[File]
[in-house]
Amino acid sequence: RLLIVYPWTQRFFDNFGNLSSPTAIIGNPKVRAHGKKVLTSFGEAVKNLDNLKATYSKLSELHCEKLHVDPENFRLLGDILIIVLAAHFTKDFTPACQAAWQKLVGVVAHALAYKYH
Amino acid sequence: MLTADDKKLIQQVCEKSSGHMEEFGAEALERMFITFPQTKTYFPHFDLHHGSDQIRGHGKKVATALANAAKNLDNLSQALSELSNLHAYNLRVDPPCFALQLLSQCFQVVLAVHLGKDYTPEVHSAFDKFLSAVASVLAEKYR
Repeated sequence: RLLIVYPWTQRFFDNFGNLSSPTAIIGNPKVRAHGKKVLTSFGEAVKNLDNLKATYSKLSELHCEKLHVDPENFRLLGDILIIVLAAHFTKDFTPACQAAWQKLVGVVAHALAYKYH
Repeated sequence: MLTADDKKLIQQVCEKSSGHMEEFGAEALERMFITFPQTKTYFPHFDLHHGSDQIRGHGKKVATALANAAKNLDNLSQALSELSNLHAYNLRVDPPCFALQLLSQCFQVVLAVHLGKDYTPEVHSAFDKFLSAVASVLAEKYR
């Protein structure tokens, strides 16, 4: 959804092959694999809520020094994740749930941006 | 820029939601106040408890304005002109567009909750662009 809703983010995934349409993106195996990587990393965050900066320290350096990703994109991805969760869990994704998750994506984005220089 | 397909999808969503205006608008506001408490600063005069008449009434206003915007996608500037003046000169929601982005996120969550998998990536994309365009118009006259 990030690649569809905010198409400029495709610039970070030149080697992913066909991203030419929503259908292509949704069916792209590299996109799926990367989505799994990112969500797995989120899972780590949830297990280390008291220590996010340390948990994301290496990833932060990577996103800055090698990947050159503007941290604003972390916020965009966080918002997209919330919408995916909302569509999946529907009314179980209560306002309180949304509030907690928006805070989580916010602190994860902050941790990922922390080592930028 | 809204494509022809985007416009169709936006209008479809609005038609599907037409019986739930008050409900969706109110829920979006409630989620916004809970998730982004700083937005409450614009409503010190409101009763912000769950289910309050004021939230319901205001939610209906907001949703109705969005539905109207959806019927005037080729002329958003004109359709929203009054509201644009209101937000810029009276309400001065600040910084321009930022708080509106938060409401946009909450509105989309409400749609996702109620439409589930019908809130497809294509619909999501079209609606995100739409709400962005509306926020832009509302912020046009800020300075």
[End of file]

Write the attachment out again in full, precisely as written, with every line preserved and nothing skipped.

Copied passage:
[in-house]
Amino acid sequence: RLLIVYPWTQRFFDNFGNLSSPTAIIGNPKVRAHGKKVLTSFGEAVKNLDNLKATYSKLSELHCEKLHVDPENFRLLGDILIIVLAAHFTKDFTPACQAAWQKLVGVVAHALAYKYH
Amino acid sequence: MLTADDKKLIQQVCEKSSGHMEEFGAEALERMFITFPQTKTYFPHFDLHHGSDQIRGHGKKVATALANAAKNLDNLSQALSELSNLHAYNLRVDPPCFALQLLSQCFQVVLAVHLGKDYTPEVHSAFDKFLSAVASVLAEKYR
Repeated sequence: RLLIVYPWTQRFFDNFGNLSSPTAIIGNPKVRAHGKKVLTSFGEAVKNLDNLKATYSKLSELHCEKLHVDPENFRLLGDILIIVLAAHFTKDFTPACQAAWQKLVGVVAHALAYKYH
Repeated sequence: MLTADDKKLIQQVCEKSSGHMEEFGAEALERMFITFPQTKTYFPHFDLHHGSDQIRGHGKKVATALANAAKNLDNLSQALSELSNLHAYNLRVDPPCFALQLLSQCFQVVLAVHLGKDYTPEVHSAFDKFLSAVASVLAEKYR
């Protein structure tokens, strides 16, 4: 959804092959694999809520020094994740749930941006 | 820029939601106040408890304005002109567009909750662009 809703983010995934349409993106195996990587990393965050900066320290350096990703994109991805969760869990994704998750994506984005220089 | 397909999808969503205006608008506001408490600063005069008449009434206003915007996608500037003046000169929601982005996120969550998998990536994309365009118009006259 990030690649569809905010198409400029495709610039970070030149080697992913066909991203030419929503259908292509949704069916792209590299996109799926990367989505799994990112969500797995989120899972780590949830297990280390008291220590996010340390948990994301290496990833932060990577996103800055090698990947050159503007941290604003972390916020965009966080918002997209919330919408995916909302569509999946529907009314179980209560306002309180949304509030907690928006805070989580916010602190994860902050941790990922922390080592930028 | 809204494509022809985007416009169709936006209008479809609005038609599907037409019986739930008050409900969706109110829920979006409630989620916004809970998730982004700083937005409450614009409503010190409101009763912000769950289910309050004021939230319901205001939610209906907001949703109705969005539905109207959806019927005037080729002329958003004109359709929203009054509201644009209101937000810029009276309400001065600040910084321009930022708080509106938060409401946009909450509105989309409400749609996702109620439409589930019908809130497809294509619909999501079209609606995100739409709400962005509306926020832009509302912020046009800020300075």